Christmas was very difficult for many people in Saint John this year due to power outages lasting days due to an ice storm. Fortunately, my family was not affected. Continue reading
A few months ago, I blogged some images of my hometown of Saint John, New Brunswick in its best summer colours. While home for a Christmas visit, I toured the city again, this time with my uncle and in frigid cold weather!
The city has changed a lot over the years, but much beauty is still around for the determined photographer.
Again, the Loyalist Burial Ground catches my eye. Continue reading
Years of travel around the world have made grow even fonder of the beauty and character of the buildings in Saint John, New Brunswick. Not only are these structures special in their appearance, many also have a significant history behind them spanning generations, and stories that could be told forever.
Sadly, the city does not appreciate the treasures that line its streets as they have demonstrated willingness to destroy it due to “lack of need”, arson, or sheer empathy from community leaders and citizens.
I would like to share some of my favourite images captured during my visit to my hometown this summer.
This view from Fort Howe, one of the city’s tallest points, is dominated by a large (and mostly empty) viaduct leading into the city. A few decades ago, this area was filled with many blocks of residential neighbourhoods that were removed during urban renewal. Harbour Station (centre-left) takes its name from an old train station that occupied its side, and the harbour itself which filled much of the valley centuries ago before it was filled in.
A couple enjoys the fountain in the Loyalist Burial Grounds, the city’s original burial ground. It was closed as a cemetery in 1848, and has been a place to relax lined with trees and gardens ever since.
All of these buildings served many functions in their past, but they have been restored and repurposed for storefronts and restaurants. At night, the street in this whole area is buzzing with night life.
Prince William Street in the Trinity Royal Preservation Area is home to many heritage buildings like this one that add so much character to the area.
Another old brick building shows its age very well.
Local memorabilia is on display for cruise ship visitors, and locals of course, who come into Barbour’s General Store.
While the owner hasn’t fully maintained the original facade of this building, it’s unique shape and brick work are still beautiful and very much intact.
My high school’s current building was built in the 1930’s during the Great Depression, but even then, it seems that plain wasn’t an option for Saint John. Inside this beautiful facade, visitors are greeted with a granite staircase and portraits of past principals. Saint John High School is actually Canada’s first publicly funded school beginning as the Saint John Grammar School in 1805.
German Street almost feels like a tunnel with many tall trees overhead. Dozens of old heritage homes occupy small lots and fetch prices typically only seen in much larger cities.
The vacant Paramount Theatre doesn’t look like much on the outside these days, but it was once an attraction that brought in people from all over Atlantic Canada to view events. Many have rallied to save the old theatre, going so far as to even create a documentary that aired on CBC. A business plan was created to make use of both theatre spaces inside as well as the lobby for a cafe. Sadly though, the $3.5 million needed to get the project started hasn’t become available. The owner is on track to destroy this former jewel, and convert it into a parking lot. This is unconscionable to me given its potential.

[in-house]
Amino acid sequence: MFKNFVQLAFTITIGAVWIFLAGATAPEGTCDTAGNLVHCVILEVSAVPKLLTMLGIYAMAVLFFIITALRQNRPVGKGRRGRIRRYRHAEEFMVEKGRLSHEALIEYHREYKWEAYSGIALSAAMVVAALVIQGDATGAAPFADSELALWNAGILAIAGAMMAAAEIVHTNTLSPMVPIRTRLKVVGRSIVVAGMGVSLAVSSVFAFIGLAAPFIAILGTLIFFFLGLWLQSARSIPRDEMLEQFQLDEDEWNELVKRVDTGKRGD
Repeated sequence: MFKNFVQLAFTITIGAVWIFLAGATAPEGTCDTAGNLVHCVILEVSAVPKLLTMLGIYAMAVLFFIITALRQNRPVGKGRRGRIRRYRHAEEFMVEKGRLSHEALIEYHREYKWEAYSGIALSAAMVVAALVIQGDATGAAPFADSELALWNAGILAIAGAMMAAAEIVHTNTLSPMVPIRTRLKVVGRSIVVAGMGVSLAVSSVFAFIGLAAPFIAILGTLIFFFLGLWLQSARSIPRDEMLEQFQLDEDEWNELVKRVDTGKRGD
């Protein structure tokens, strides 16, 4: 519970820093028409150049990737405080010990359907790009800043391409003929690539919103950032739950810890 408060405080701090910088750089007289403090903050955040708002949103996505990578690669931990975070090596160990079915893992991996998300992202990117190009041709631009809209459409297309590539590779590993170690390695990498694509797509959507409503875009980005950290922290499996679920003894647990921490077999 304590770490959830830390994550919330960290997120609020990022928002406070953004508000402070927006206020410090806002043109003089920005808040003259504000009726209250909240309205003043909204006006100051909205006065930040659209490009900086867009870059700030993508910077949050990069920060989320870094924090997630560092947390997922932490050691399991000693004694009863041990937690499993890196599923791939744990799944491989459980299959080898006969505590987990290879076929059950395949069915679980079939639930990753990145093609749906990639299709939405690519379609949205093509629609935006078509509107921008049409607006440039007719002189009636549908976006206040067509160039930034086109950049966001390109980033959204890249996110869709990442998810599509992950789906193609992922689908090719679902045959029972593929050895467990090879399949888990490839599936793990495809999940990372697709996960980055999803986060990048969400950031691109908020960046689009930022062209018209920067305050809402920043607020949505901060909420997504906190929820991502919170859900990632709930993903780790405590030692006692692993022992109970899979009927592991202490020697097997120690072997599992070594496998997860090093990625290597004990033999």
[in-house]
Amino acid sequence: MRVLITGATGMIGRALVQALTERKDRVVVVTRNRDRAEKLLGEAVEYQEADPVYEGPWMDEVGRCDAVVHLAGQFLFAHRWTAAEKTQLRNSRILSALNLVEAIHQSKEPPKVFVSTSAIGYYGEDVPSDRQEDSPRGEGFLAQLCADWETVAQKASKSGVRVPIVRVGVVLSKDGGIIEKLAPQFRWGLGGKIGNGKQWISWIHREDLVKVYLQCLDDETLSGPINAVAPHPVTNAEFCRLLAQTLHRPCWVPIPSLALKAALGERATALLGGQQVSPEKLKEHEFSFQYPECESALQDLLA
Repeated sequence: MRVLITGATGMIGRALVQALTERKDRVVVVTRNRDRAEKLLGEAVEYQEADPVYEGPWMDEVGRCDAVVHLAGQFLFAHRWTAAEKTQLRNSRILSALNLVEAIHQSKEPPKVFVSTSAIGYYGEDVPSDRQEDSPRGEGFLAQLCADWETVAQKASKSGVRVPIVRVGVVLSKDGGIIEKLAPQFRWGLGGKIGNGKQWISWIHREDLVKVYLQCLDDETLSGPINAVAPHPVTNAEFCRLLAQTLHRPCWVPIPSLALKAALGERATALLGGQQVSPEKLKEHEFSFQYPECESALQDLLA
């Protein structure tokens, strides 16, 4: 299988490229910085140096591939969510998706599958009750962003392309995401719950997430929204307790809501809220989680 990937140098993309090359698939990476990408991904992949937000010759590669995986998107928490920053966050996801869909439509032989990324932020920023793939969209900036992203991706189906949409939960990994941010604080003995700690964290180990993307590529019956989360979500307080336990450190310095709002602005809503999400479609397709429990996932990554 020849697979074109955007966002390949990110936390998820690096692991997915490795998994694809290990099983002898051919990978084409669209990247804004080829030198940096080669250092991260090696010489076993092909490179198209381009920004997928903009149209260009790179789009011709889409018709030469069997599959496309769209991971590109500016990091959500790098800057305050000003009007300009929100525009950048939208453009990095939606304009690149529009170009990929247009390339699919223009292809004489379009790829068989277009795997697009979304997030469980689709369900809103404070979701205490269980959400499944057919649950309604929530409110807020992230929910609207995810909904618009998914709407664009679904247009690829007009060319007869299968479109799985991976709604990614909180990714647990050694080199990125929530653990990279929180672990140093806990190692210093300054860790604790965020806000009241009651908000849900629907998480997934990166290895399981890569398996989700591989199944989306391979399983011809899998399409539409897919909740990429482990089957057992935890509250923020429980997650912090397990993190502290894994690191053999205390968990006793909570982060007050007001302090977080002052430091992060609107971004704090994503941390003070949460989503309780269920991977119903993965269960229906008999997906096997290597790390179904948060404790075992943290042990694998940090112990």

The new Hans W. Klohn Commons building at the University of New Brunswick in Saint John is one of the newest additions to the city’s roster of architecturally significant buildings. Its design proves that there are still some community leaders around that care about beauty in addition to function. I only hope it is a sign of things to come.
I hope you’ve enjoyed my brief tour of the city.
Here are some photos from my Christmas with the family at home in Saint John.
The kitchen is all ready for Christmas.
Me and my sister
My sister and my grandmother
While home for a summer visit to Saint John, I did the usual tour of my favourite places. Tired of capturing just pictures, I created a video tour of the city. Hopefully you will enjoy it as much as I do. Sadly, I did not have enough time to include everything that I believe fully represents Saint John, but I hit on many of the areas that are important to me.
Also check out some photos I took in a separate blog post.
While home in Saint John for a summer visit, I took photos around town as I usually do. I also created a video which I have entered in a separate blog post.
Here are some of my favourites:
I have probably taken this shot before in Rockwood Park, but I don’t care. It always looks beautiful.
From a fairly remote area of the park, I took this photo overlooking Lily Lake with a view of Uptown.
The St. John River as seen from UNBSJ is always a beautiful site.
The clock donated by Irving is a wonderful addition to the foot of King Street. The architecture of Brunswick House behind makes it even better. It was made by the Electric Time Company.
Uptown during a work day is generally a quiet place when there are no tourists. These guys are always outside, though!
This view of Saint John Harbour reminds us that this is a working port, even though the major tourist attractions are not far away.
Check out my Saint John tour video in my other blog post.
This month, I returned to Saint John for a visit. Of course, I tried to time this to occur in July when the Port City usually has less than horrible weather. I was in luck on a few sunny days and went out with my camera.